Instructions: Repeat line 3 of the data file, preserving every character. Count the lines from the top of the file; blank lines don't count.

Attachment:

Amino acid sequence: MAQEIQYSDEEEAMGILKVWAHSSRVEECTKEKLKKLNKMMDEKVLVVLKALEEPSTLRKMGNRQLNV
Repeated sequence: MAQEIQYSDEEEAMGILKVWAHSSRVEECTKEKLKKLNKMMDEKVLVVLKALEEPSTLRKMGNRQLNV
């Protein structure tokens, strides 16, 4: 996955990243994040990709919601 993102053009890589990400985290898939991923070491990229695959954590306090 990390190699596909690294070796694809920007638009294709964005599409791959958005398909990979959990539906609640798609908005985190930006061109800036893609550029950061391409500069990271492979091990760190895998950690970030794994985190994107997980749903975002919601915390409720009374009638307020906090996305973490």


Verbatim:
């Protein structure tokens, strides 16, 4: 996955990243994040990709919601 993102053009890589990400985290898939991923070491990229695959954590306090 990390190699596909690294070796694809920007638009294709964005599409791959958005398909990979959990539906609640798609908005985190930006061109800036893609550029950061391409500069990271492979091990760190895998950690970030794994985190994107997980749903975002919601915390409720009374009638307020906090996305973490």